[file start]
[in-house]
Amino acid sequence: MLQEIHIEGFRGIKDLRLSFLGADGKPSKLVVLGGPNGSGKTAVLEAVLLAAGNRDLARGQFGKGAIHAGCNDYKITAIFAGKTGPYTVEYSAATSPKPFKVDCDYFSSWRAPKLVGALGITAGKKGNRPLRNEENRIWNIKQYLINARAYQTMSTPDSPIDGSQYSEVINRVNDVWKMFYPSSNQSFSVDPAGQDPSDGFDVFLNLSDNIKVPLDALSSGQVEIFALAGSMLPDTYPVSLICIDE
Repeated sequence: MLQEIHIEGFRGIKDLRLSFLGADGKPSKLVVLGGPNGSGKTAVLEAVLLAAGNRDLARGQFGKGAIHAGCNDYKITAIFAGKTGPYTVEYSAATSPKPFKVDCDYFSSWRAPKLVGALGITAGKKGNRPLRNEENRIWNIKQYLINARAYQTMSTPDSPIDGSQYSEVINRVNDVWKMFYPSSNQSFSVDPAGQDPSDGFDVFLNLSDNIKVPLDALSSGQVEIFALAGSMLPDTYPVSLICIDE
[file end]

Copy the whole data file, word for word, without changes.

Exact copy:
[in-house]
Amino acid sequence: MLQEIHIEGFRGIKDLRLSFLGADGKPSKLVVLGGPNGSGKTAVLEAVLLAAGNRDLARGQFGKGAIHAGCNDYKITAIFAGKTGPYTVEYSAATSPKPFKVDCDYFSSWRAPKLVGALGITAGKKGNRPLRNEENRIWNIKQYLINARAYQTMSTPDSPIDGSQYSEVINRVNDVWKMFYPSSNQSFSVDPAGQDPSDGFDVFLNLSDNIKVPLDALSSGQVEIFALAGSMLPDTYPVSLICIDE
Repeated sequence: MLQEIHIEGFRGIKDLRLSFLGADGKPSKLVVLGGPNGSGKTAVLEAVLLAAGNRDLARGQFGKGAIHAGCNDYKITAIFAGKTGPYTVEYSAATSPKPFKVDCDYFSSWRAPKLVGALGITAGKKGNRPLRNEENRIWNIKQYLINARAYQTMSTPDSPIDGSQYSEVINRVNDVWKMFYPSSNQSFSVDPAGQDPSDGFDVFLNLSDNIKVPLDALSSGQVEIFALAGSMLPDTYPVSLICIDE